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Freakwater Broadens Its Sound on Scheherazade

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Freakwater is calling from a tire shop somewhere between Ann Arbor and Cleveland. Janet Beveridge Bean is sitting in the band's nine-person van, while Catherine Irwin is in the waiting room. The band's singer/guitarist co-founders are experiencing troubles with their vehicle.

"The van says that it has seven starts remaining, and we were just curious to know what that meant," Bean says. "And the check engine light came on."

To paraphrase AC/DC's sage advice: It's a long way to the top if you want to play Appalachian-style murder ballads.

The Louisville/Chicago group is currently touring behind Scheherazade, its first album in more than a decade. The last Freakwater album came out in 2005; the one before that dates back to 1999. So the obvious first question: What brought them back together now?

"Well, Catherine was trying to stage a campaign for governor of Kentucky," Bean deadpans. "And I, in turn, was working on my campaign to be the people's princess. Neither of those panned out."

"We've been playing shows the whole time and working on our various campaigns," Irwin agrees. "We're never not playing together. We're just really slow about making a record. I guess ten years is as long as you'd want it to be, since I've got at least a foot in the grave."

In fact, Bean and Irwin — the nucleus of Freakwater, along with bassist David Gay — have been busy with other projects. Bean's best-known band, Eleventh Dream Day, released its latest album Works for Tomorrow in 2015, and she's also been involved with Chicago act the Horse's Ha. Irwin released two solo albums in the meantime, with her most recent, Little Heater, dropping in 2012.

"We just have to decide at some point that we're going to do it," Irwin says. "I think we both really respond well to deadlines. No one's really in charge of the Freakwater machine."

Scheherazade finds the group broadening its sound. The album was recorded in Louisville instead of Chicago — a Freakwater first — and the core members sought input from an expanded lineup, including Morgan Geer of Drunken Prayer (also in the touring band) and Warren Ellis of Nick Cave and the Bad Seeds.

"We just decided we wanted to do it differently," Bean explains. "We rehearsed with these guys, and it's the first time we've done that — we always just brought friends in the studio. And we were going into a studio with lots of big, beautiful plate reverb, and we wanted to take advantage of that. So that's the big, roomy sound. Catherine and I love a lot of 1970s Nashville records, so I think we were trying to capture that."

No matter how long between records, however, Freakwater's sound is instantly, achingly familiar. In particular, Irwin's deep, smoky vocals intertwine so well with Bean's high harmonies that you would be forgiven for thinking they were a sibling act.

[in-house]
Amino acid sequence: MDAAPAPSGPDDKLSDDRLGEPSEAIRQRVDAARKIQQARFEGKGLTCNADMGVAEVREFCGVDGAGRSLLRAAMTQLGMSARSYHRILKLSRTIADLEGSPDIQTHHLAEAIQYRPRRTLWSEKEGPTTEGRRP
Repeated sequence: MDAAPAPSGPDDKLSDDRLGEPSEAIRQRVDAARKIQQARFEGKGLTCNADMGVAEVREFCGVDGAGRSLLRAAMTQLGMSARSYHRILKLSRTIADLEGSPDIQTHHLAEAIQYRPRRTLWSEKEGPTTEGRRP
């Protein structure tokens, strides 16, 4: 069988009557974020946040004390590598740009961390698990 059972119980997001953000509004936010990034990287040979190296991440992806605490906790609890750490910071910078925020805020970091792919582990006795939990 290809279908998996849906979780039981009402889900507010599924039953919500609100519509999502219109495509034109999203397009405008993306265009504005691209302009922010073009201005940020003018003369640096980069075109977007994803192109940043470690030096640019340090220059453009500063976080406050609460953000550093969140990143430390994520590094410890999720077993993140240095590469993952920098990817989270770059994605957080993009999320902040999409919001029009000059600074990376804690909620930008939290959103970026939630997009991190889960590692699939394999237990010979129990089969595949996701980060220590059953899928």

"It's like a family band in that we've been doing it forever," Bean acknowledges. "We started when we were sixteen or seventeen."

"We both played in punk bands, but we were singing classic country songs together," Irwin adds.

As usual for Freakwater, Scheherazade's songs are full of darkness, thwarted love and death. The very first track, "What the People Want," is based on a story Irwin heard on NPR about a woman being raped and thrown down a well. "Down Will Come Baby" takes a line from the famous lullaby and makes it sound ominous, almost malevolent. (As others have noted, Freakwater songs often include dead or sick children.) "Missionfields," a song Geer wrote for Drunken Prayer, recalls the devastation of Hurricane Katrina the same way old folk songs commemorated floods, droughts and other natural disasters.

At the same time, there's a dark gallows humor to much of the band's work.

"There are many layers," Irwin says. "I think things have to remain a little abstract, but not so much that people have no idea what you're talking about. For example, someone described 'What the People Want' in a recent review as being 'a classic Appalachian love ballad.' A murder ballad, maybe, but they didn't say 'murder' ballad. That song is so dark and horrifying that it's really hard to explain."

Bean and Irwin are hoping to take the band to Europe this summer. Beyond that, however, their plans are characteristically vague. "I think it'll be easier in five or ten years' time, since we can just attach the equipment to the back of our Rascal [scooters]," Bean laughs. "We can just have a caravan."

"Janet's got some amazing video of the place where her dad lives, and the amazing events that go one there. It would be a good circuit for us to be on," Irwin adds.

"I am so obsessed with old folks home's Friday afternoon music specials," Bean says. "I go to them regularly and they're insane! They'll have like the Tom Jones dude, the one guy who plays the spoons, the one-man Jamaican band..."

"We've never played at a place openly calling itself an old people's home," Irwin adds. "Although they may have been functioning in the same capacity."

"I think we'd have a hard time at the end, when you have to do the patriotic rally to 'When the Saints Come Marching In'," Bean admits. "There's always a three-song medley."

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